3) Interesting theory about Apple. They must be stingy though: I, and others, are still waiting for my MacBook! Perhaps we should e-mail Tim! What you were referencing is that Apple did exactly the sort of thing that RedHat's done: hired developers of a project to improve the aspects of the project that are important to them. Most of Apple's contributions have even made it back into the OSS world, despite the BSD license not forcing them to. (Take a look at Grand Central Dispatch sometime.)

4) We in the FreeBSD world don't see binary blobs as the great Satan that must be destroyed. Sorry. In fact, part of the reason that we spend so much time providing stable interfaces and working on backwards compatibility is it makes it less like that we'll alienate companies that might otherwise help us. NVIDIA's a good example. So they don't provide an open source driver. And? So what? They ship drivers that work, and they support new hardware very quickly.

5) HAL was deprecated in the Linux world because udev, DeviceKit, etc. looked sexier. FreeBSD uses HAL because it works, is well-documented, well-tested, and now well-understood. Sorry that we haven't adopted the API flavor-of-the-week, but the game's not always played that way.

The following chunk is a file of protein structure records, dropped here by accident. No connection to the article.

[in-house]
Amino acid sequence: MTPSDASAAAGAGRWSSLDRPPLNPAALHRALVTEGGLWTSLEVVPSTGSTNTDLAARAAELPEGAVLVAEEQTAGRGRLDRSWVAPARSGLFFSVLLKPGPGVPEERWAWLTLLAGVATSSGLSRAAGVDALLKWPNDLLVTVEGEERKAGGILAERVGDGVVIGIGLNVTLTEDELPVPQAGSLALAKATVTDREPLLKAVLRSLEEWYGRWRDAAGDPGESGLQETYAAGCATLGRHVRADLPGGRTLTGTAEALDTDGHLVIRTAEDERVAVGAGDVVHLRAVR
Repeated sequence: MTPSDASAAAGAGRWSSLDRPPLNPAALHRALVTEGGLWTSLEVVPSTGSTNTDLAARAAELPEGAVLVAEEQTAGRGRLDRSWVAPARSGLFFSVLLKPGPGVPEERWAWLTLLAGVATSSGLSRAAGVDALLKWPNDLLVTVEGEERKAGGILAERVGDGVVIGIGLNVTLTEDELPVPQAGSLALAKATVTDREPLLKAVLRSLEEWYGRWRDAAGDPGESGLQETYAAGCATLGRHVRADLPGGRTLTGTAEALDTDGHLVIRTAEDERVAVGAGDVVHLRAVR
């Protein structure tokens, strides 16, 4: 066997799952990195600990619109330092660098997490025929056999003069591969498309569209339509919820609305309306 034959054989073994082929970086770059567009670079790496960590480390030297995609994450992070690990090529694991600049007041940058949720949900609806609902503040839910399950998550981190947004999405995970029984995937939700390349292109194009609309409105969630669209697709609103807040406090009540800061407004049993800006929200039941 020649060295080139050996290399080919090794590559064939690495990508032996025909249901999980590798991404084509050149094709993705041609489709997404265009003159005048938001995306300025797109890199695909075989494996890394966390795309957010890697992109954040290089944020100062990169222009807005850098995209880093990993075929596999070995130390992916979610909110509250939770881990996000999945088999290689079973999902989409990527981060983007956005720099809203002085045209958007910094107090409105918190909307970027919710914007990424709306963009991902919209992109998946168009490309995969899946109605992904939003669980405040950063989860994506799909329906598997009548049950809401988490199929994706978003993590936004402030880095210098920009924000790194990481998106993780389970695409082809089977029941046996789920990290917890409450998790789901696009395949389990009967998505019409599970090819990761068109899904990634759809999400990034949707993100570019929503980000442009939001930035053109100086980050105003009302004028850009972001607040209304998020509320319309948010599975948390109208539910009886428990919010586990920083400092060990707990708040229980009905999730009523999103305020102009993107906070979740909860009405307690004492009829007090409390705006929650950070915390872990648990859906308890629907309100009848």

I'm pleased that you like Linux. By all means, use it. Diversity is good. I'll continue to make sure that the software I write is portable to both the BSDs and Linux. But please don't try to spread FUD about other OSs, no matter how satisfying it may be to build yourself up by knocking others down.

Comment Re:Which is why... (Score 0) 499

Appendectomy and cholecystectomy. I'd say both are pretty invasive. Of course in the hospital right after the surgery they gave me dilaudid or something similar (still bad, but highly limited in use).

So in other words, you refused the "bad" opioid oxycodone by instead being given hydromorphone.

Uh... right.

Well just so long as you stand up for your principles I suppose.

Comment Alright, I'll play. (Score 5, Informative) 673

Ok, then; how about "Good luck finding a laptop that you can upgrade anything but the main drive and perhaps the RAM. And even the SSD in the MBPwRD is theoretically upgradeable, since it is on a subassembly with a connector.

The T and W-series ThinkPads have socketed CPUs.

And the displays can be upgraded.

And the drive is removable, so you can add Blu-Ray or whatever you'd like.

And Lenovo publishes complete manuals with step-by-step instructions detailing how to disassemble everything and how to replace pretty much any part (along with a list of the FRU numbers for said parts.)